Fires involving E85 and other ethanol/gasoline blends mix readily with water and will degrade the effectiveness of fire fighting foam, which is not alcohol-resistant. Because of this, the following fire fighting measures should be considered when responding to ethanol and gasoline blend incidents.

According to the North American Emergency Response Guidebook 2012, responders should:

  • Call emergency response telephone number on shipping paper first.
  • As an immediate precautionary measure, isolate spill or leak area for at least 50 meters (150 feet) in all directions.
  • Keep unauthorized personnel away.
  • Stay upwind.
  • Keep out of low areas.
  • Ventilate closed spaces before entering.
  • Wear positive pressure self-contained breathing apparatus (SCBA).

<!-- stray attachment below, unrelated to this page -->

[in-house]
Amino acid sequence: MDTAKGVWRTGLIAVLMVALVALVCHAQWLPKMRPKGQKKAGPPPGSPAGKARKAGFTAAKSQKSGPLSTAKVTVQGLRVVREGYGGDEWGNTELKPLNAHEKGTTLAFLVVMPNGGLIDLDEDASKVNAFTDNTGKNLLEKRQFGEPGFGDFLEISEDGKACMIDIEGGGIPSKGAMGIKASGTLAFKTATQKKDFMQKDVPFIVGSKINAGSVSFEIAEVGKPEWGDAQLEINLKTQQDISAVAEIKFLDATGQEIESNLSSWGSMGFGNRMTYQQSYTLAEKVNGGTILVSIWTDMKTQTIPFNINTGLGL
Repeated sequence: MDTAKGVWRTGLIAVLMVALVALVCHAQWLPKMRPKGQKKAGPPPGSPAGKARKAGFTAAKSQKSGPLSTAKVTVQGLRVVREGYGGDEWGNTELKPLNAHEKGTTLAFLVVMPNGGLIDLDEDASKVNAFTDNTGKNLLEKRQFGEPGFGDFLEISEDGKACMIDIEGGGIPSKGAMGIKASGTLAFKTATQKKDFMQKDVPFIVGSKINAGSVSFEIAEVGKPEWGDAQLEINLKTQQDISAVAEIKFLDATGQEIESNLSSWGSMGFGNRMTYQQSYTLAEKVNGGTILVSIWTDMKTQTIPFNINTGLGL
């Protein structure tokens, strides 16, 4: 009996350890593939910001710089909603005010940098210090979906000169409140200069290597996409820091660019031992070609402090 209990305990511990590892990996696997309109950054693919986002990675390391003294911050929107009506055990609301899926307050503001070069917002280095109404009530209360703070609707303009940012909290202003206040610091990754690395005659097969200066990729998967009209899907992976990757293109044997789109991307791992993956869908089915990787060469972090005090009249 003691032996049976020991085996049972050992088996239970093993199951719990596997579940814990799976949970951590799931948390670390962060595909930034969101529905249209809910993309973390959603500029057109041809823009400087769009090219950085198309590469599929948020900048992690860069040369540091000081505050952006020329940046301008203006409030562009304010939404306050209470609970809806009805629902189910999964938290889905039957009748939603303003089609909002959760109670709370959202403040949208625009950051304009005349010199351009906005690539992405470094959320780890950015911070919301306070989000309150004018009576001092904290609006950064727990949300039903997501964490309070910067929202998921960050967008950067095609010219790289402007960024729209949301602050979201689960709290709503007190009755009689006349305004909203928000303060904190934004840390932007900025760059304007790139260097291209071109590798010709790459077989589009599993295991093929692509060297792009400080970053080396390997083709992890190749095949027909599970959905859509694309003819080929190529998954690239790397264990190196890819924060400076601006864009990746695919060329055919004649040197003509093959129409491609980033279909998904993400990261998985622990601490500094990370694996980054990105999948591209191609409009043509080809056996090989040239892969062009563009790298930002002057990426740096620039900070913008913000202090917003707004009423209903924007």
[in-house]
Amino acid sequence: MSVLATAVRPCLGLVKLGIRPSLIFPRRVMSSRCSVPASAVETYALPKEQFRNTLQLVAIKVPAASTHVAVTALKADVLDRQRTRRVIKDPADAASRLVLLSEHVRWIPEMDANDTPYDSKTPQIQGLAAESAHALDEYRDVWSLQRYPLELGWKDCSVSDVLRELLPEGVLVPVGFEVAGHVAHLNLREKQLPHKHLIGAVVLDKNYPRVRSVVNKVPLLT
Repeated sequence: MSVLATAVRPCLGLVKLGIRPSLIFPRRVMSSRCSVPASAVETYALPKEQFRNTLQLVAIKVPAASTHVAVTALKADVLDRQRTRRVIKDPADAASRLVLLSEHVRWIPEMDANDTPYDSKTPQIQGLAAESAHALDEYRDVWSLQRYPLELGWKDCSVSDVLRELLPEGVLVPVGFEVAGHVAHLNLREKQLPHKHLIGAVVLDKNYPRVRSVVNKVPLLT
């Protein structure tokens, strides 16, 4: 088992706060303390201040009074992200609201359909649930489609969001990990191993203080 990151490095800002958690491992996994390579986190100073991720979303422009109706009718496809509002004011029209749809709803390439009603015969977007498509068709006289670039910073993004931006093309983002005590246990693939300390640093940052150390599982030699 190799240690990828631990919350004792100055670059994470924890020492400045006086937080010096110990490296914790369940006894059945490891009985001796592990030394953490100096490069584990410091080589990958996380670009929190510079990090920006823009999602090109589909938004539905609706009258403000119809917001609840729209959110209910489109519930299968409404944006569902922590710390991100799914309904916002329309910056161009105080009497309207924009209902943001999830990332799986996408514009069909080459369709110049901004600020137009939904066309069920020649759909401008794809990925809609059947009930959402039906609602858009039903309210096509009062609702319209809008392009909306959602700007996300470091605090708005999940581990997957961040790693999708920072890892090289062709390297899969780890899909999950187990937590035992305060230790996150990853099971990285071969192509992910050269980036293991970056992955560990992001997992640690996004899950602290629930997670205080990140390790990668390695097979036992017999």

• Structural firefighters’ protective clothing will only provide limited protection.

For fires, responders should:

  • Be cautioned that these products have a very low flash point; use of water spray, when fighting fire may be inefficient.
  • For small fires, use dry chemical, CO2, water spray or alcohol-resistant foam.
  • For large fires:
    - Use water spray, fog or alcohol-resistant foam.
    - Use water spray or fog; do not use straight streams.
    - Move containers from fire area if you can do it without risk.
  • For fire involving tanks or car/trailer loads:
    - Fight fire from the maximum distance or use unmanned hose holders or monitor nozzles.
    - Cool containers with flooding quantities of water until well after fire is out.
    - Withdraw immediately in case of rising sound from venting safety devices or discoloration of tank.
    - Always stay away from tanks engulfed in fire.